Wildlife Diversity Program
Iowa has over 1,100 species of fish and wildlife! The Wildlife Diversity Program works to preserve and protect Iowa's nongame species, including shorebirds, raptors, songbirds, many small mammals and bats, most amphibians, reptiles, many small fish, butterflies, dragonflies, and more. The program focuses on landscape and ecosystem management, statewide inventory and monitoring of all wildlife species, training volunteer wildlife surveyors, public outreach, species reintroductions, and oversees the implementation of Iowa's Wildlife Action Plan.
Iowa’s Wildlife Action Plan
The Iowa Wildlife Action Plan (IWAP) is a proactive plan designed to conserve all wildlife in Iowa before they become rare and more costly to protect. Developed by a coalition of scientists, sportsmen and women, conservationists, and members of the public, this plan will help protect wildlife and the places they live for future generations. In order to protect Species of Greatest Conservation Need (SGCN), the plan prioritizes protecting and enhancing existing habitats, developing new habitats, and increasing broadly-applied conservation efforts to improve aquatic habitats.
Threatened and Endangered Species
Iowa's ecosystems have changed greatly since becoming a state. The prairies have been reduced by more than 99 percent; about 95 percent of the prairie pothole wetlands have been drained; and over half of the original forest is gone. This loss of suitable habitat has led to the decline and loss of species. In order to prevent further loss and help species recover, Iowa enacted their endangered and threatened species law in 1975. The Natural Resource Commission and the Director of the Department of Natural Resources are responsible for the administration of of the current law, Chapter 481B of the code of Iowa.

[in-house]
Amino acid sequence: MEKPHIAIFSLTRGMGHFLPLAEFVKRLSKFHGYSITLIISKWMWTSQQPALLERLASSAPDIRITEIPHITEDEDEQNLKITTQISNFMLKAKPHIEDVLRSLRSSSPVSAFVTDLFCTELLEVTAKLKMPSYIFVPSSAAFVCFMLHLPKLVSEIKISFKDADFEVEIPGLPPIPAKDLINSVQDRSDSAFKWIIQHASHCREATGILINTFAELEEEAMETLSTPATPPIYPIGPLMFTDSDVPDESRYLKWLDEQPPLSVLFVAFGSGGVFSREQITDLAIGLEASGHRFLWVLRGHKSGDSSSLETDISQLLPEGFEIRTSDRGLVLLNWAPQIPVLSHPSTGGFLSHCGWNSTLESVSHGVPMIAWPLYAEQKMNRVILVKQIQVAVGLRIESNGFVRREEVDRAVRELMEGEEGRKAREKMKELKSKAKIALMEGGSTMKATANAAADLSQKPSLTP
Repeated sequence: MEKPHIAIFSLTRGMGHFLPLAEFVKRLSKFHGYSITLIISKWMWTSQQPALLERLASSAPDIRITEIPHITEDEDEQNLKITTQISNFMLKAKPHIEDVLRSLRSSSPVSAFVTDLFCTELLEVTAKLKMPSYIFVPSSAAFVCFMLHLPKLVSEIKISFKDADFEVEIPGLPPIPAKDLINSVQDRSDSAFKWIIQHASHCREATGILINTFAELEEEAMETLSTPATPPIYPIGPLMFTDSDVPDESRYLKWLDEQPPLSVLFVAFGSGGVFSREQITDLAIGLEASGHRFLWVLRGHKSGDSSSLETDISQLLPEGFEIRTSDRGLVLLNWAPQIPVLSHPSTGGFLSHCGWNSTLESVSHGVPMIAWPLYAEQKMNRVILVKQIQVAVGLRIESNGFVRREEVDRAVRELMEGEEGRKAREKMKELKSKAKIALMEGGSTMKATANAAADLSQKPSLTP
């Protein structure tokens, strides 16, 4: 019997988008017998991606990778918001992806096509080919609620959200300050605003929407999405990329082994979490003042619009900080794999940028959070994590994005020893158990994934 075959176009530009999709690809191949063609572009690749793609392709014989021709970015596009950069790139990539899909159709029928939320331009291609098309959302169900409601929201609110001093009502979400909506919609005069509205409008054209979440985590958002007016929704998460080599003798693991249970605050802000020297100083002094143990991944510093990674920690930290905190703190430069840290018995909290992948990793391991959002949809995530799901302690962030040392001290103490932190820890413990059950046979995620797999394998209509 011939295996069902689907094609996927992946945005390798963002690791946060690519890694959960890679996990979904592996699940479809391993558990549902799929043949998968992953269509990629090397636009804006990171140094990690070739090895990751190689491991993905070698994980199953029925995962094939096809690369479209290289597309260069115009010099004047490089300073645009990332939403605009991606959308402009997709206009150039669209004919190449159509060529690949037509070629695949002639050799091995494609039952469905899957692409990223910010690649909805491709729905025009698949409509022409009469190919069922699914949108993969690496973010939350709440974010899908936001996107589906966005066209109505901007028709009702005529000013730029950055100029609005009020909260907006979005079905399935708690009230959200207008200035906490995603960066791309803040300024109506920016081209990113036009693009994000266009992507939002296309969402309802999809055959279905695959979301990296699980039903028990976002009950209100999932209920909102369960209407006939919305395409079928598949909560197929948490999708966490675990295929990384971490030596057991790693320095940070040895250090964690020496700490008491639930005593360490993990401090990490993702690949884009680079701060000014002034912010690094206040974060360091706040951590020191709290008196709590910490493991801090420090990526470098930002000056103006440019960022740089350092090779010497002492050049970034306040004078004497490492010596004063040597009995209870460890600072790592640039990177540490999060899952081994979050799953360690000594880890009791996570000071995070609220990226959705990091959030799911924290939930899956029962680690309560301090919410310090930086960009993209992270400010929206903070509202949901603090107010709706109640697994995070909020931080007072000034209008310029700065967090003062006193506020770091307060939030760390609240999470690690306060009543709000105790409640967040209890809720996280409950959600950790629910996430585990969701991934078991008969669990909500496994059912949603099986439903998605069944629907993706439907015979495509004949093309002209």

Wildlife diseases can cause illness or death to individual animals and significantly affect whole populations. Unfortunately Iowa has confirmed white-nose syndrome in the state, which is known to decimate bat populations. The Iowa DNR also monitors diseases affecting deer, including chronic wasting disease.
Wildlife Research Papers and Reports
Wildlife research, either conducted by our research staff or about Iowa's wildlife will be continually updated here. Topic areas align with the specialties of our wildlife research stations across Iowa.
Get all the information you need on hunting wildlife in Iowa!
Wildlife Damage and Control
The DNR is responsible for managing Iowa's wildlife for all of Iowa's citizens. One of the DNR's responsibilities is to provide private landowners with the guidance and assistance they need to effectively deal with wildlife damage, including providing technical advice on how to deal with crop damage.
Injured Wildlife - Wildlife Rehabilitators
For questions regarding injured wildlife please refer to our list of Licensed Wildlife Rehabilitators.